Last week John and I sat together at the Methodist church in town for the second Saturday in a row. We were there to participate in celebrations occurring in the lives of our children’s friends. The first Saturday was filled with smiles for the wedding of one of Katie’s closest of friends, and the second Saturday was filled with tears for the funeral of the father of Simon’s closest friend. We could not help but think of how different these two services were. We could not help but think of our own mortality. We were drawn into our past lives because we knew these very special people best during when they were playing with our children in backyards, on soccer fields, at birthday parties, in plays and musicals, at school functions, in boy and girls scouts, and during car trips. Now we were witnessing them as adults doing adult things. We sat beside our grown children and sharing their lives with their friends at some of the most important days in a lifespan. It is weird, and so different for me to be thinking of our lives from this new perspective. We are middle aged parents who are now less the participants than the observers and memory keepers. Of late I have been lamenting how I feel so much an outsider in my children’s lives. I am not sure where I fit in anymore. Yet, here I was, so honored to be a part of the milestones of their lives and their friends’ lives.

In this moment in time I recognize that have to pay attention here. So I sat in the pews both Saturdays and listened hard to the words of the pastor who officiated both services. He was so eloquent and used words that were so very apropos. He captured the essence of the people in front of him. His words built us all up in community. His message reminded us that we have a choice with whom we spend our lives. Making that choice alters the path we take but not who we are. It is vital that we maintain our very unique self and bring that to our relationships. Our mates, our children, our families, our world, need us to be who we are. I know this to be true, but sitting at these important gatherings was like sitting in the theatre watching it all play out in front of me.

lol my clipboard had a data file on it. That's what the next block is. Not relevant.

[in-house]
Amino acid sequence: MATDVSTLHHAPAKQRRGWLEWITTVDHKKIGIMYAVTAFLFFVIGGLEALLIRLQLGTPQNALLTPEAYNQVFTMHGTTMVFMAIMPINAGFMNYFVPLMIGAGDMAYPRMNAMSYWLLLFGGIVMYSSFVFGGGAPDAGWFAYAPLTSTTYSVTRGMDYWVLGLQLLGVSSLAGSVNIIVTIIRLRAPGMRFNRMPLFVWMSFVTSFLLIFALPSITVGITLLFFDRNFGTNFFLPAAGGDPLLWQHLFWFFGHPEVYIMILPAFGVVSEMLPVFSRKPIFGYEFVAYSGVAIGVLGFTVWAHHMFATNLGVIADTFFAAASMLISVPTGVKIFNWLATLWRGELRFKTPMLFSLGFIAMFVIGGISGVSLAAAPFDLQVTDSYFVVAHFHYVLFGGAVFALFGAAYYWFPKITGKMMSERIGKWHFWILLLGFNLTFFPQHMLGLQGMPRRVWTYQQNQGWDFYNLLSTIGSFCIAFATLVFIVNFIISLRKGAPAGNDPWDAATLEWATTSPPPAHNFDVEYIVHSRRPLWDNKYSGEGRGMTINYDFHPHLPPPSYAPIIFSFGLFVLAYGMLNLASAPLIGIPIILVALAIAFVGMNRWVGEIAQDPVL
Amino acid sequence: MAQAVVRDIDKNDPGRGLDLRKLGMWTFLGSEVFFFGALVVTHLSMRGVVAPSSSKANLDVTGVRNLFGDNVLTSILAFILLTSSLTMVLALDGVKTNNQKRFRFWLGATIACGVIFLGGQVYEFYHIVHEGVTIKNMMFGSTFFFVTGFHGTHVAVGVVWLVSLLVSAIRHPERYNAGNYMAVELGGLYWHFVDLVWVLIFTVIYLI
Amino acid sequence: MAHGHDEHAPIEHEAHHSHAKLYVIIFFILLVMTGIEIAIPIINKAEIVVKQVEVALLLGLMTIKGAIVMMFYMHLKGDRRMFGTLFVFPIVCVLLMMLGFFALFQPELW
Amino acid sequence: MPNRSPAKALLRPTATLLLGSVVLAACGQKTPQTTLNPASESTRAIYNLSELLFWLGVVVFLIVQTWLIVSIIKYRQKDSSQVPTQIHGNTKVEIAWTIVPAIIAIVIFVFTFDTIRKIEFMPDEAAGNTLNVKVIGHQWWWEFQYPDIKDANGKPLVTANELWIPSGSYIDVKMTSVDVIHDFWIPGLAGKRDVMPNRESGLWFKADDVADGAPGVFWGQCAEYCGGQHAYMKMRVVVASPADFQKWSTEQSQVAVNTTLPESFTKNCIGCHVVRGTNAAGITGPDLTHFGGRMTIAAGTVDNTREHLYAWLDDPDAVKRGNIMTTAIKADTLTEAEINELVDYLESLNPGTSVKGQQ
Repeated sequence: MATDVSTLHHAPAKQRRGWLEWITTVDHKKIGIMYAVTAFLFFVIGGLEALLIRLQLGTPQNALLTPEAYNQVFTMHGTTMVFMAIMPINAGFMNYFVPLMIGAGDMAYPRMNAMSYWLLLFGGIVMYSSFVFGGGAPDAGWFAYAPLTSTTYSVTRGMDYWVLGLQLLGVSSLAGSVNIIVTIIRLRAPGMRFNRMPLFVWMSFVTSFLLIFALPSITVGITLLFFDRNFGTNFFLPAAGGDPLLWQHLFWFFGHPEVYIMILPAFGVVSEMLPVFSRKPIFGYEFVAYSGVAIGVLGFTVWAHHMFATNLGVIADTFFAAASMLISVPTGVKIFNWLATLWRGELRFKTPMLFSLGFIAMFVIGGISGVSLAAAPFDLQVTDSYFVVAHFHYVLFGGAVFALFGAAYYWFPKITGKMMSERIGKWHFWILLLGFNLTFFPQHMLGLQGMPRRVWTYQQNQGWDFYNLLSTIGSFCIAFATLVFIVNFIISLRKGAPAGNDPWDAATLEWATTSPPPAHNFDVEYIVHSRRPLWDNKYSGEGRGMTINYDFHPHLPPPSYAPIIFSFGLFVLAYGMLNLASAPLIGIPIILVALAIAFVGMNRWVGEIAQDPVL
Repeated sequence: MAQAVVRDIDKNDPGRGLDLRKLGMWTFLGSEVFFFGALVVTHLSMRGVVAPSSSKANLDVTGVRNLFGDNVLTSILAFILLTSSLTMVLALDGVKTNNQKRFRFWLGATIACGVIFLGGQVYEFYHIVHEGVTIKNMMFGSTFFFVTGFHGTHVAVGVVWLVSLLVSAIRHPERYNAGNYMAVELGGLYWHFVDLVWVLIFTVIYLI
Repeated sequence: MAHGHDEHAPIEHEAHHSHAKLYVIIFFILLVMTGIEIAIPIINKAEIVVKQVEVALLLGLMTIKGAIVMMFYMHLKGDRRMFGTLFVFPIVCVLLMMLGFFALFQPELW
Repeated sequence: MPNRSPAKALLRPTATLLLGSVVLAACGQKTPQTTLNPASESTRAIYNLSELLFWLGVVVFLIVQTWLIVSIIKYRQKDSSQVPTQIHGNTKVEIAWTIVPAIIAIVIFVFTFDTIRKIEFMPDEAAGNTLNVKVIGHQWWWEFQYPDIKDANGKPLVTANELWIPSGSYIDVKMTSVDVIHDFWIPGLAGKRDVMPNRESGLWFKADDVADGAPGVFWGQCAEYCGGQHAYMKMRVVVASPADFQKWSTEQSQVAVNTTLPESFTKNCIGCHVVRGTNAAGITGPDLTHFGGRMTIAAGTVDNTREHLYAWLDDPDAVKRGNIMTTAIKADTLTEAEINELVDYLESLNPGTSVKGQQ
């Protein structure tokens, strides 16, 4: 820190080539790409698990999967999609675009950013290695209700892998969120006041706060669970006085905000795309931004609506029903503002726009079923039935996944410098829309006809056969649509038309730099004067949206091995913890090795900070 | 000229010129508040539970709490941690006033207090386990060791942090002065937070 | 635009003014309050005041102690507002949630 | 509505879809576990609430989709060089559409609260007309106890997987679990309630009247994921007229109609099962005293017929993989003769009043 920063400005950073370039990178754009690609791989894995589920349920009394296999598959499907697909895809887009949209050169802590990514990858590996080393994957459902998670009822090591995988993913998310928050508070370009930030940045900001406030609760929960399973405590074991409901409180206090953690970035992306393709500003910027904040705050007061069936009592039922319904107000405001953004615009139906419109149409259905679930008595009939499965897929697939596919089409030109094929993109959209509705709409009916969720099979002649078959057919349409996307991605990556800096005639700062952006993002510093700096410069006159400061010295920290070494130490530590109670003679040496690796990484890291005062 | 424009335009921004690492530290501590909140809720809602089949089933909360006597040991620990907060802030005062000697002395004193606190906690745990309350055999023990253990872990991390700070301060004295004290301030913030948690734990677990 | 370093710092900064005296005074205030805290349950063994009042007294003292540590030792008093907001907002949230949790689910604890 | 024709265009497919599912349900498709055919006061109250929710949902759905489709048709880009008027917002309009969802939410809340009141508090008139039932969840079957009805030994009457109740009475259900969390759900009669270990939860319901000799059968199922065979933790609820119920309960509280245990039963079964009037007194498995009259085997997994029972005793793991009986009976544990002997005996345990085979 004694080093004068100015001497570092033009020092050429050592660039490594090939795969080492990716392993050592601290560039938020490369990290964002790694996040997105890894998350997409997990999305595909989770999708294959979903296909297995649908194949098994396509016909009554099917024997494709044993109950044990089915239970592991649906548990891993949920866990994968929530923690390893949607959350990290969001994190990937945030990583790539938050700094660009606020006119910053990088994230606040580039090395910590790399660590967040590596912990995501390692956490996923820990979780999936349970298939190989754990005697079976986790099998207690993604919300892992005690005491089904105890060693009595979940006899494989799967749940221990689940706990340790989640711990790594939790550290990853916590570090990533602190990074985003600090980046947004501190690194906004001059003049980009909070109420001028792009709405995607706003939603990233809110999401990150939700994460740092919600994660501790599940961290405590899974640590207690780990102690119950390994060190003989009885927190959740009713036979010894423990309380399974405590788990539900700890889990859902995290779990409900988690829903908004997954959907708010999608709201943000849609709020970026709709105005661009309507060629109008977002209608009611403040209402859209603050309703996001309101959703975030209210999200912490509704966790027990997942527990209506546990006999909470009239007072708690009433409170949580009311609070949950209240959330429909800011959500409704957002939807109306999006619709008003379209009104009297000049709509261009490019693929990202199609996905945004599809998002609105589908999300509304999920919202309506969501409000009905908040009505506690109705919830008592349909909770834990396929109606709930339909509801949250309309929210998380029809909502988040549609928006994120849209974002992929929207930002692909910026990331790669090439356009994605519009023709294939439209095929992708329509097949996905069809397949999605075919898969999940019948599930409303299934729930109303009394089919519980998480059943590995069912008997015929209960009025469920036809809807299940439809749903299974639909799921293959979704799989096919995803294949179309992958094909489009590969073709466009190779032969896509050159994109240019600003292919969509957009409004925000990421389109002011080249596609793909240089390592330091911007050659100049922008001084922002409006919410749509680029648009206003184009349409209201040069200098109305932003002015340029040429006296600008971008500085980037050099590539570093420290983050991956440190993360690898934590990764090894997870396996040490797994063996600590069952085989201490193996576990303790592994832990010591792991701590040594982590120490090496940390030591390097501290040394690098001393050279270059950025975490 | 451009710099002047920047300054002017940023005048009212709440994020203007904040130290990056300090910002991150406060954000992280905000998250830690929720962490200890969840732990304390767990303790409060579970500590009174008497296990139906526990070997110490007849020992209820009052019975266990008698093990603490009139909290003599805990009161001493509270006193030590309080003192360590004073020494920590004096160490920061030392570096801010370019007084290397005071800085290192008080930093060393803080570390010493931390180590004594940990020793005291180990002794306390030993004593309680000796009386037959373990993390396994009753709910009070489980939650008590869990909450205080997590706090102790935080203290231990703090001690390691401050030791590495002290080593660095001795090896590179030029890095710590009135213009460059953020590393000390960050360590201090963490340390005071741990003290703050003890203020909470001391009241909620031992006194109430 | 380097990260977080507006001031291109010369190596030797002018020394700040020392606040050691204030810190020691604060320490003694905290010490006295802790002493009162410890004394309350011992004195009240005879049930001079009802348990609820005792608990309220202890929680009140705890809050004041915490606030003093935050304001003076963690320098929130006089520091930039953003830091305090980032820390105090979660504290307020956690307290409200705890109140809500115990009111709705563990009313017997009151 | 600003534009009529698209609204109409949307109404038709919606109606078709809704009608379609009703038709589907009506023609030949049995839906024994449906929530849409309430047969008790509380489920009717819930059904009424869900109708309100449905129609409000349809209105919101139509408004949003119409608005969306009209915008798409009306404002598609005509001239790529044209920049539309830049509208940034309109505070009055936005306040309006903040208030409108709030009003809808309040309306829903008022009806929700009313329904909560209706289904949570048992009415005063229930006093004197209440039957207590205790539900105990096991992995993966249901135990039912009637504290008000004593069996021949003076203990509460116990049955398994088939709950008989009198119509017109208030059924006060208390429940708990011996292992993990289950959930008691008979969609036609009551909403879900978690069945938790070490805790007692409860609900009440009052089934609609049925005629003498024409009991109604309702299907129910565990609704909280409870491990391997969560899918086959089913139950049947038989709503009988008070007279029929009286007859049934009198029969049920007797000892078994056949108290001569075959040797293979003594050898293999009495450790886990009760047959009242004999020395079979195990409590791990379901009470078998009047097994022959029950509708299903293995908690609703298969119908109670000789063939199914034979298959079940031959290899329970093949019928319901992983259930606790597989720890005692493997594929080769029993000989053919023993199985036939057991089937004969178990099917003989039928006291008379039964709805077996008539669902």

One other thing struck me at this time. During these two important events, I was again part of a community. Community surrounds us with energy, encouragement, strength, and compassion. I have withdrawn so much from my community in the past few years. I have my family of course, and I have my school community. But, I have so little time that I have neglected friends and neighbors. So I am so grateful that my children’s friends invited me to be a part of their most precious of moments. I felt part of the community, witnessed its power, and I hope that I don’t let this lesson slip away.

“Most of us lead far more meaningful lives than we know. Often finding meaning is not about doing things differently; it is about seeing familiar things in new ways.” Rachel Naomi Remen in “My Grandfather’s Blessings”

Sisters, thank you for being my community. Our connection to one another is so powerful.



2 Responses to “Juxtapositions”

  1. Carolyn Says:

    yes.. sad as the second service was, you are a part of the community there and some many communities interwoven into the one you and John created.. It always makes me think of the wedding quilt pattern.

  2. Sandi Says:

    Wow! Judy this is so beautiful. You are truly a gifted writer – and – a gifted observer. When you spoke of these two events on the Sister Summit call last week, it had meaning then. Yet here, in the written word, it unfolds in a richer way. A way that allows us to reflect on the concepts you write about here, like past days (and years), witnessing our adult children, being a middle aged parent and observing our children’s lives as they themselves participate in these significant life events.

    I agree with you (and myself confirm) that being part of a community is the container that allows us to contribute, gain strength, share our joys and sorrows and safely make the transitions as we walk through each stage of our lives.

    And, how wonderful that we have Sister Summit at this point in our lives, so that we can create and nourish our own sub-community. From here, I believe, we will do the great work we’ve been called upon. That is, to teach and share the love and community we benefit from. xo — 3 sister, sam

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